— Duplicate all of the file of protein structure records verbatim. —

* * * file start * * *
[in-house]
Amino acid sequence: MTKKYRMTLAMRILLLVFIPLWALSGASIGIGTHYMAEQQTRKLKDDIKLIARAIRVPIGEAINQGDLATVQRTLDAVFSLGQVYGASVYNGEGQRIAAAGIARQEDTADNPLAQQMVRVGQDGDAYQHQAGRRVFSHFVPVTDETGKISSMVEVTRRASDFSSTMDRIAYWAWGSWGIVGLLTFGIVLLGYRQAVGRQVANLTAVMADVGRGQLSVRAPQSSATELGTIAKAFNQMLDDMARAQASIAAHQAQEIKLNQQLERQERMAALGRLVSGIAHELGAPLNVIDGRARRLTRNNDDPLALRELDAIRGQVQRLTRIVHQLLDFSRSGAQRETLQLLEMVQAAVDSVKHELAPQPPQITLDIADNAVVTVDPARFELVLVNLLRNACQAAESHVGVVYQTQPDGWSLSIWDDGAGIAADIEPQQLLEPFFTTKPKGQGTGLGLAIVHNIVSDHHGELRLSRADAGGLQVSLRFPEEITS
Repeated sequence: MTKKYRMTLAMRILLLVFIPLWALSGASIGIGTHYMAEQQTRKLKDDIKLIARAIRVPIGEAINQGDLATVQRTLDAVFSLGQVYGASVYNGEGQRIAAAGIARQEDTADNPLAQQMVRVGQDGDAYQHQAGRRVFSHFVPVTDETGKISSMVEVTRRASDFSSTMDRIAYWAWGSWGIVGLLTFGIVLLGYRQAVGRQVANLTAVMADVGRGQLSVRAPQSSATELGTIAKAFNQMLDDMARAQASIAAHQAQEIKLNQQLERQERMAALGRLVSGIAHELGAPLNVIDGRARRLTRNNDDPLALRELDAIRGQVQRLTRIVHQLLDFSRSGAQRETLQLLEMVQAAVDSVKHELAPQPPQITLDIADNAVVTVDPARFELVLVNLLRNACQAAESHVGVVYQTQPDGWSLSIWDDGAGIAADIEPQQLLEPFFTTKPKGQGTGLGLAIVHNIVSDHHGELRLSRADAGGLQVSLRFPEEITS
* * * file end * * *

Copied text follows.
[in-house]
Amino acid sequence: MTKKYRMTLAMRILLLVFIPLWALSGASIGIGTHYMAEQQTRKLKDDIKLIARAIRVPIGEAINQGDLATVQRTLDAVFSLGQVYGASVYNGEGQRIAAAGIARQEDTADNPLAQQMVRVGQDGDAYQHQAGRRVFSHFVPVTDETGKISSMVEVTRRASDFSSTMDRIAYWAWGSWGIVGLLTFGIVLLGYRQAVGRQVANLTAVMADVGRGQLSVRAPQSSATELGTIAKAFNQMLDDMARAQASIAAHQAQEIKLNQQLERQERMAALGRLVSGIAHELGAPLNVIDGRARRLTRNNDDPLALRELDAIRGQVQRLTRIVHQLLDFSRSGAQRETLQLLEMVQAAVDSVKHELAPQPPQITLDIADNAVVTVDPARFELVLVNLLRNACQAAESHVGVVYQTQPDGWSLSIWDDGAGIAADIEPQQLLEPFFTTKPKGQGTGLGLAIVHNIVSDHHGELRLSRADAGGLQVSLRFPEEITS
Repeated sequence: MTKKYRMTLAMRILLLVFIPLWALSGASIGIGTHYMAEQQTRKLKDDIKLIARAIRVPIGEAINQGDLATVQRTLDAVFSLGQVYGASVYNGEGQRIAAAGIARQEDTADNPLAQQMVRVGQDGDAYQHQAGRRVFSHFVPVTDETGKISSMVEVTRRASDFSSTMDRIAYWAWGSWGIVGLLTFGIVLLGYRQAVGRQVANLTAVMADVGRGQLSVRAPQSSATELGTIAKAFNQMLDDMARAQASIAAHQAQEIKLNQQLERQERMAALGRLVSGIAHELGAPLNVIDGRARRLTRNNDDPLALRELDAIRGQVQRLTRIVHQLLDFSRSGAQRETLQLLEMVQAAVDSVKHELAPQPPQITLDIADNAVVTVDPARFELVLVNLLRNACQAAESHVGVVYQTQPDGWSLSIWDDGAGIAADIEPQQLLEPFFTTKPKGQGTGLGLAIVHNIVSDHHGELRLSRADAGGLQVSLRFPEEITS